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10 Most Underrated Cities in the US That Are Worth A Visit

Most Underrated Cities in the US
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Popular US cities, such as New York City and Las Vegas, are great to explore thanks to their famous landmarks and go-to experiences.

But what if you’ve been there, done that and tried everything that these iconic cities have to offer? What’s next? Get off the beaten track to fully experience an American holiday right here at home in the USA.

Consider a trip to Atlantic City, Buffalo, or Albuquerque. These incredible locations are all underrated cities with fabulous food, exciting history, and culture just waiting to be discovered. We’ve put together a list of alternative destinations, ranging from big cities to small towns to villages on the beach and everything in between.

So grab your hat, and let’s go to the ten most underrated cities in America, starting with Albuquerque, New Mexico.

1 - Albuquerque, New Mexico

The town was made famous by Prefab Sprout in the 90s with a song of the same name. Albuquerque featured in the Netflix series Breaking Bad and the S.H.I.E.L.D. Facilities from The Avengers films. The state capital is considered the new Hollywood, with sequels and movies always being filmed in the neighborhood.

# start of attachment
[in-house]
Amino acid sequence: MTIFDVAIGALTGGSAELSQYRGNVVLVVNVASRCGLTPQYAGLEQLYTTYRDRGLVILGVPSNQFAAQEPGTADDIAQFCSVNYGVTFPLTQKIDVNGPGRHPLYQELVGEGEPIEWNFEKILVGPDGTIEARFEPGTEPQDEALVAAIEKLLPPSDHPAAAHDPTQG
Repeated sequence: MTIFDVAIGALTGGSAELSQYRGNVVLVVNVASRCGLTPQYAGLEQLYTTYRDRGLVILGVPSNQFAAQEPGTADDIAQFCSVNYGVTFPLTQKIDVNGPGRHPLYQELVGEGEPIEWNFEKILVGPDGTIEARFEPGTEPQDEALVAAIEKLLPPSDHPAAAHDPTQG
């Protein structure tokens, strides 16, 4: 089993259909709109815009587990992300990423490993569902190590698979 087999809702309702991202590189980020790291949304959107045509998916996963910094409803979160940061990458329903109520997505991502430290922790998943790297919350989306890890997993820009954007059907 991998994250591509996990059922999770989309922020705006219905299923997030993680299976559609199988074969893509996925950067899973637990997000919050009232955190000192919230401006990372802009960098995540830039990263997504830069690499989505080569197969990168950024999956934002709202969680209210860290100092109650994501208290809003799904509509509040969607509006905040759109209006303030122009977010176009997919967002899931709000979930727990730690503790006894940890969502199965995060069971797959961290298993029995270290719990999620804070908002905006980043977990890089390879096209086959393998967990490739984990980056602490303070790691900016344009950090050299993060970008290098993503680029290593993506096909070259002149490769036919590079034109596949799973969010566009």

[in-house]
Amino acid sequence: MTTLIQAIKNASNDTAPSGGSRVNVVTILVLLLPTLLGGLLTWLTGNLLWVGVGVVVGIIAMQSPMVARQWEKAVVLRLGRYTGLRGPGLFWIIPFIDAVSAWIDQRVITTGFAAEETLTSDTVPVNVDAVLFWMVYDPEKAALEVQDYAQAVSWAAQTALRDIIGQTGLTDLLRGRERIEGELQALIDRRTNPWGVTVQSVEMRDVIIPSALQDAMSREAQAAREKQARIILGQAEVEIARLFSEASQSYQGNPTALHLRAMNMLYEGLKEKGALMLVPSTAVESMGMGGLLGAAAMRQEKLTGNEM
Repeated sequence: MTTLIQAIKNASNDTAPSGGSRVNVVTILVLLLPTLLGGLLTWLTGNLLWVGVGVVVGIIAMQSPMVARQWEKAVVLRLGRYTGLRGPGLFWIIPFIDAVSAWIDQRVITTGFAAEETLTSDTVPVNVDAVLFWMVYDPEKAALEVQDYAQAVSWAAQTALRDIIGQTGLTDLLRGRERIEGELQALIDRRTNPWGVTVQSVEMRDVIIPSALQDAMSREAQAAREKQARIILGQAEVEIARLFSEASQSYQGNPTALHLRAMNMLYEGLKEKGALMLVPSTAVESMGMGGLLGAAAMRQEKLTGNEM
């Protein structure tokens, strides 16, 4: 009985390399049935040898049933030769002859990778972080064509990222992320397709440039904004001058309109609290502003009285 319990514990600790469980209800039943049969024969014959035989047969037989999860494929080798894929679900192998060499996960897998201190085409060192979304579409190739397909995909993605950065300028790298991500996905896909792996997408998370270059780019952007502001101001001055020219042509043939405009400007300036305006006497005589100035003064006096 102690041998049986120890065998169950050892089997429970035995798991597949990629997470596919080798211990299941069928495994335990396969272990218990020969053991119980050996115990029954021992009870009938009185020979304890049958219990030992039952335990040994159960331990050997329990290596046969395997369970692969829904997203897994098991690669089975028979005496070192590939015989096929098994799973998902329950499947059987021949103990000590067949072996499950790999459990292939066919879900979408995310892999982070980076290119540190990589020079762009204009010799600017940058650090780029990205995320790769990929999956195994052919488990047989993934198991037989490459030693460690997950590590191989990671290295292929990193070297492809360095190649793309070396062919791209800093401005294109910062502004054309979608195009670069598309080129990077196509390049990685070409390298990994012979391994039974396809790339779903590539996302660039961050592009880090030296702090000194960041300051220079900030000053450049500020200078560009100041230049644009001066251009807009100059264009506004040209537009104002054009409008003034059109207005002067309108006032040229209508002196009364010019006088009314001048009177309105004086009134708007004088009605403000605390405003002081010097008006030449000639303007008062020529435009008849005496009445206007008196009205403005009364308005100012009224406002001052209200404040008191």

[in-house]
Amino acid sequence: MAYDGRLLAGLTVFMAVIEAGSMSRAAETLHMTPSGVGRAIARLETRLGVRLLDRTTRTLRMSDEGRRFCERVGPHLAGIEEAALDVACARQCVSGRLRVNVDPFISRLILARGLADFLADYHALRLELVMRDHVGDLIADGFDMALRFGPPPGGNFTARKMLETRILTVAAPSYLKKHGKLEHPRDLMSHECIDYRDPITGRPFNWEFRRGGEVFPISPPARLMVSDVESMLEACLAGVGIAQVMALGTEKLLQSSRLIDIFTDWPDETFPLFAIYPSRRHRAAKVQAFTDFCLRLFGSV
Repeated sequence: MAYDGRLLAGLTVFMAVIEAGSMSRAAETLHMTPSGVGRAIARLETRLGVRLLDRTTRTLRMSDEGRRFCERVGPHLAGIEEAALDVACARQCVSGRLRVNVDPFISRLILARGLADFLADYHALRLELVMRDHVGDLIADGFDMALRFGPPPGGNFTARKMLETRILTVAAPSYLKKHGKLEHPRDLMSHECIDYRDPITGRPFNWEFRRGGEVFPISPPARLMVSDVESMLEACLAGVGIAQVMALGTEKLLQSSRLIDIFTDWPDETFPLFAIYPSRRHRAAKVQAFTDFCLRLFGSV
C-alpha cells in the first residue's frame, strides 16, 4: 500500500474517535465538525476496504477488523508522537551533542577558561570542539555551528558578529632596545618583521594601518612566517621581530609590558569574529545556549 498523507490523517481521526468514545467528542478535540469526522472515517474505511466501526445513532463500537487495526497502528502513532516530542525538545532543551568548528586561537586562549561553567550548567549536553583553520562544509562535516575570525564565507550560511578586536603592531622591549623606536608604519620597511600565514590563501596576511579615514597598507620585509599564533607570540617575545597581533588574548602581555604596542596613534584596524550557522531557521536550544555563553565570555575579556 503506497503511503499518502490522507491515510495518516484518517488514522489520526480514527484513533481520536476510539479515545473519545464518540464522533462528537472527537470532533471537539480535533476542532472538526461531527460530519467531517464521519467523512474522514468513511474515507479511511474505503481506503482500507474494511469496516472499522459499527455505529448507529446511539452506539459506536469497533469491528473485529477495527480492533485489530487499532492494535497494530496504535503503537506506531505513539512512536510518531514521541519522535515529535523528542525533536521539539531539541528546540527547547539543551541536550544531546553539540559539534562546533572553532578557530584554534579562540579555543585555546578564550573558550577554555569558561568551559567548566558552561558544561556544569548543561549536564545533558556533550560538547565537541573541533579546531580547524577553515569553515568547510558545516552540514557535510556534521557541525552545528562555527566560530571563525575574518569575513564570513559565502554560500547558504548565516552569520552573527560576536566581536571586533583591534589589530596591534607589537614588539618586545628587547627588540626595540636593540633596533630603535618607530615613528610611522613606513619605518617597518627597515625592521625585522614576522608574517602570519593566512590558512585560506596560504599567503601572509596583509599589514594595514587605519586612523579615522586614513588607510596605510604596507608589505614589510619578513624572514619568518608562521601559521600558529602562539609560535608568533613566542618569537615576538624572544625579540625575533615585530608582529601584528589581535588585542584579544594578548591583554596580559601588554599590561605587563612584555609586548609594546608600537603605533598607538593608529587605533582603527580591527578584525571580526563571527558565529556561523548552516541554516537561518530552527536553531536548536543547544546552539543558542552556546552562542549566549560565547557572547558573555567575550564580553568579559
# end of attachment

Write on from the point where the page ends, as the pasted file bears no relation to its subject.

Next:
That’s not all; every year in October, Albuquerque holds the International Balloon Fiesta.  As it sounds, the fiesta is completely mad with hot-air balloons shaped like dinosaurs, clowns, cartoon characters, or farm animals that can be seen wherever you look. The fiesta is a must for both adults and children alike.

2 - Sacramento, California

Have you been to the Golden Gate Bridge in San Francisco? Want a local experience that can compete? Then check out the sparkling golden Sacramento Tower Bridge. You can see the California state capitol sitting at the end of the Capitol Mall Boulevard from the glistening bridge.

A few yards off the famous boulevard, you’ll enter a slower pace of life in the form of 1849 California at the Old Sacramento Historic District. After the announcement that gold was discovered in the state, thousands of people rushed to California to prospect.

3 - Atlantic City, New Jersey

Forget Las Vegas. With casinos all along the waterfront, Atlantic City is the perfect alternative and not in the desert. Situated close to the Jersey Shore beaches, it’s the ideal place for a home vacation.

At the heart of Atlantic City is the steel pier, initially opened in 1898 and still catering to roller-coaster fans or those wanting a ride on the grand carousel. With plenty of activities to do, it’s easy to see why Atlantic City is often referred to as the “Playground of America”

Atlantic City

4 - Buffalo, New York

Buffalo is the second-largest city in the U.S. state of New York and is considered a culinary capital of western New York State. Famous for Buffalo wings, the barroom snack of chicken wings covered in sauce. Buffalonians also take pride in their Buffalo-style pizza, influenced by the Italian immigration wave in the 1800s.